Old Bill (comics)

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Old Bill
Old Bill
First appearance 1914–1915
Created by Bruce Bairnsfather
Comic strip Fragments from France

Old Bill is a fictional character created in 1914–15 by cartoonist Bruce Bairnsfather. Old Bill was depicted as an elderly, pipe-smoking British "tommy" with a walrus moustache. The character achieved a great deal of popularity during World War I where it was considered a major morale booster for the British troops. Old Bill and his younger troopmate little Alphie were private infantrymen in the British Expeditionary Force.

Many claims have been put forth as being the model for "Old Bill" but the most likely appears to be Thomas Henry Rafferty, a lance corporal from Birmingham in Bairnsfather's regiment, the Royal Warwickshires, who was killed in the same action that invalided Bairnsfather in April 1915. Rafferty was featured in the Weekly Dispatch in 1917, referred to as "Old Bill," along with a photograph taken by Bairnsfather.


In 1917, a successful musical based on the character, The Better 'Ole, opened in London at the Oxford Music Hall, where it ran for over 800 performances, starring Arthur Bourchier as Old Bill.[1] It later also ran successfully on Broadway, where Charles Coburn starred as Old Bill. The success of the piece led to a West End sequel, Old Bill, M.P., which opened at the Lyceum Theatre, London on 12 July 1922. Old Bill was played by Edmund Gwenn, and Bairnsfather appeared as himself. Unlike The Better 'Ole, the later piece was not a musical.[2] It ran until 11 November 1922.[3]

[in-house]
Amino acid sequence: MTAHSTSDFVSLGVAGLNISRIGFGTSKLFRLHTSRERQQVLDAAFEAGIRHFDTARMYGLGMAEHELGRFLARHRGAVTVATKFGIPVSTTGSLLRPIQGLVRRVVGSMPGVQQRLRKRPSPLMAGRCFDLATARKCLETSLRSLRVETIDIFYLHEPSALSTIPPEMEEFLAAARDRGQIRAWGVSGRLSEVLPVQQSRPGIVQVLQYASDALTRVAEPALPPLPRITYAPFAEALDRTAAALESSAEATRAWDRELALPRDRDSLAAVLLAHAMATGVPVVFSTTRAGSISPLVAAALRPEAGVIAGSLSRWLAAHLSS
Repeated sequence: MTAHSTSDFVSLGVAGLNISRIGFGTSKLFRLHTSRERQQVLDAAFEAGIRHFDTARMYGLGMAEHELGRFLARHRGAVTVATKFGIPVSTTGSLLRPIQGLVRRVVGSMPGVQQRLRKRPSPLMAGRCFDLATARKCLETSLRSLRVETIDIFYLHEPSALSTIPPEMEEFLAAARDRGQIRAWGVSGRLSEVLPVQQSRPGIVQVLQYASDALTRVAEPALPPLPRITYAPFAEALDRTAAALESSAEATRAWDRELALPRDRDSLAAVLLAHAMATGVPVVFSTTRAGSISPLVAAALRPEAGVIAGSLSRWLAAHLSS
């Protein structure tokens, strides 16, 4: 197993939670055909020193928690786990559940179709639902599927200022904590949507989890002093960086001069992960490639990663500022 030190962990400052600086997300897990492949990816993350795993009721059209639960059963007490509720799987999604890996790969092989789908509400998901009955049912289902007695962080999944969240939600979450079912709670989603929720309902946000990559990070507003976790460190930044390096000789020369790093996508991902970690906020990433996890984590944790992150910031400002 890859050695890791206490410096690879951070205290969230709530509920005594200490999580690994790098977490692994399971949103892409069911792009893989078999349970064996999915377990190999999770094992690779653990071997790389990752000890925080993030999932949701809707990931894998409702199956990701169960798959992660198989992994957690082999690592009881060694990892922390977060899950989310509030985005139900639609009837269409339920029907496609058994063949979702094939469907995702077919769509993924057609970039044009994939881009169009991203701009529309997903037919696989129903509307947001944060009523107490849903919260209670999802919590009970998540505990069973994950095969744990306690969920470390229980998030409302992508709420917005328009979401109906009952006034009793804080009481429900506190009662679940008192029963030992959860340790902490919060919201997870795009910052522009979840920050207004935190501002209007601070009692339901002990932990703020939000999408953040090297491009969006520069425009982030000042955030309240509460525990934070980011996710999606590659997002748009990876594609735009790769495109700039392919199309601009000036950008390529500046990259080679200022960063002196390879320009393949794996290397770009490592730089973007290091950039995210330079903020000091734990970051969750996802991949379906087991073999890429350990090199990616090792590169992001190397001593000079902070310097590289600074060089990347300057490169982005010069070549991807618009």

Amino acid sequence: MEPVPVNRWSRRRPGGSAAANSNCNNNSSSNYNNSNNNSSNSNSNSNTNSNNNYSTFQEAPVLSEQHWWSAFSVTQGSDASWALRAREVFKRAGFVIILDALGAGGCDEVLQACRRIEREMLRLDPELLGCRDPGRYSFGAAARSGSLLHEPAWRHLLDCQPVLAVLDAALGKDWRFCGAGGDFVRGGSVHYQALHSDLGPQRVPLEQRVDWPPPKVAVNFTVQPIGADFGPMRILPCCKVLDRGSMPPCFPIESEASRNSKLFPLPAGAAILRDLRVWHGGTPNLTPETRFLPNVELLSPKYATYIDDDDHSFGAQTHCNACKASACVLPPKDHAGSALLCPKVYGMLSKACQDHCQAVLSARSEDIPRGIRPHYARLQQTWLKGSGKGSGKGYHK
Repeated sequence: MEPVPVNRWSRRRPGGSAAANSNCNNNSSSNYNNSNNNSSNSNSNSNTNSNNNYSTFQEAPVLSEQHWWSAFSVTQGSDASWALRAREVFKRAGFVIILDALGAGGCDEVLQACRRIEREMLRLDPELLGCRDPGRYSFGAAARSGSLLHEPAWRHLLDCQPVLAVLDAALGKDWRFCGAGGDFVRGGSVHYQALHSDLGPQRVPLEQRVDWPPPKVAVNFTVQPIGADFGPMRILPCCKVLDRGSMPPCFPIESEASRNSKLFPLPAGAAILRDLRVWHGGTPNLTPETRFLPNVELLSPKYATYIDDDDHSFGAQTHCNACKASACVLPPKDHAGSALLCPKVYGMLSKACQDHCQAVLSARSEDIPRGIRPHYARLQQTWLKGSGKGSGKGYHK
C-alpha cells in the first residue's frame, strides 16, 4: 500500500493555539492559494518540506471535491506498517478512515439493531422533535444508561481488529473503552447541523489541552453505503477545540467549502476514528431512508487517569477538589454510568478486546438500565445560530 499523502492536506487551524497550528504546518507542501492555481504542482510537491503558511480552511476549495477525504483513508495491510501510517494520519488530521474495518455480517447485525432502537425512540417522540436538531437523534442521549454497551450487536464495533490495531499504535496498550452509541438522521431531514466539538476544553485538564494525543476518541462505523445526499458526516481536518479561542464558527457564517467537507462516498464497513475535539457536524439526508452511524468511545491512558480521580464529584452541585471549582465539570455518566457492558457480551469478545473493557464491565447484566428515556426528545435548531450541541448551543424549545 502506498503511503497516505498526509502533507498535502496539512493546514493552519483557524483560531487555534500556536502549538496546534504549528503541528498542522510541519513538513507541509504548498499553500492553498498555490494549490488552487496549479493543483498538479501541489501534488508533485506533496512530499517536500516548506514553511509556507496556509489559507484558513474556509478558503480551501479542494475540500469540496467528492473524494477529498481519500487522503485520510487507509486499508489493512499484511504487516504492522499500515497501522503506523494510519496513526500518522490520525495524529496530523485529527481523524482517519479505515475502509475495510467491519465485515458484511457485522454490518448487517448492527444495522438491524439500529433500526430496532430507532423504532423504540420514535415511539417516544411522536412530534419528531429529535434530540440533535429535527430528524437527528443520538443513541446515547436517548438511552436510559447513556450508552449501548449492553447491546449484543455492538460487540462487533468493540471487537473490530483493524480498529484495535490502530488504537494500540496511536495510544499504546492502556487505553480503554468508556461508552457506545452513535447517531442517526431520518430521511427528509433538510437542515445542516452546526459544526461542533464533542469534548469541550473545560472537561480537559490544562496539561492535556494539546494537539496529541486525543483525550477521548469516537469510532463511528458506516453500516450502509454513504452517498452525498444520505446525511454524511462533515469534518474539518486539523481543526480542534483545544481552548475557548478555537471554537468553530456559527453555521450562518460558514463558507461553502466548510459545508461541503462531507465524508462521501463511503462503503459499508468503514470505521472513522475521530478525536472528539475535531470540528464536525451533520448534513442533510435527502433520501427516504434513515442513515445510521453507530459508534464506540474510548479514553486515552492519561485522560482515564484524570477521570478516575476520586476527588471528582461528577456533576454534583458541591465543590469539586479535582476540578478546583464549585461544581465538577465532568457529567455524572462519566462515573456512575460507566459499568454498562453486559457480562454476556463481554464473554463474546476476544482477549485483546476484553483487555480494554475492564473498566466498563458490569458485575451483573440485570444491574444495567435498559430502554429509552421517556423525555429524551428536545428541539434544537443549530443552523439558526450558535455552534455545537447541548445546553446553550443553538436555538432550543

Two film adaptations of The Better 'Ole were made during the silent era. The first, a 1919 British version, starred Charles Rock as Bill. The second version was a 1926 Warner Bros. production. This film—the second feature to use the Vitaphone sound process—starred Syd Chaplin as Old Bill.

In 1941 a British film Old Bill and Son updated the story to the Second World War with Old Bill serving with British troops in France along with his son during the phony war period.

Cultural impact[edit]

Bill & Alphie's, the Royal Military College of Canada on-campus cadet pub in Kingston, Ontario is named after Bruce Bairnsfather's Great War cartoon characters. Yeo Hall at the Royal Military College of Canada features sculptures of Bill and Alphie.

One of the explanations of the origin of the London slang term Old Bill, meaning the police, is that constables often used to sport "Old Bill" moustaches.[4]

A 1911 B-type London bus, one of 900 which served as troop transports in World War I, was restored and named "Old Bill" in 1926. It is now preserved in the Imperial War Museum.[5]

Captain Bruce Bainsfather in an interview in the London weekly Despatch 1917 identified the image of Thomas Henry Rafferty as the original Old Bill.[citation needed]

A North British Railways locomotive, of NBR Class C, number 661, was named Ole Bill in 1919 in recognition of service overseas in The Great War. This locomotive was later renumbered 9661 after the London North Eastern Railway was formed at railway grouping in 1923.


  1. ^ "Bourchier, Arthur", Who Was Who, A & C Black, 1920–2007, online edn, Oxford University Press, December 2007, accessed 28 Oct 2008
  2. ^ "Old Bill, M.P.", The Times, 13 July 1922, p. 12
  3. ^ "Varieties &c", The Times, 11 November 1922, p. 8
  4. ^ "Origins of the name "Old Bill"". Metropolitan Police. Mayor's Office for Policing and Crime. 2014. Retrieved July 26, 2014. 
  5. ^ "AEC B Type Bus (B43 Old Bill)". Imperial War Museum. IWM. 2014. Retrieved July 26, 2014. 

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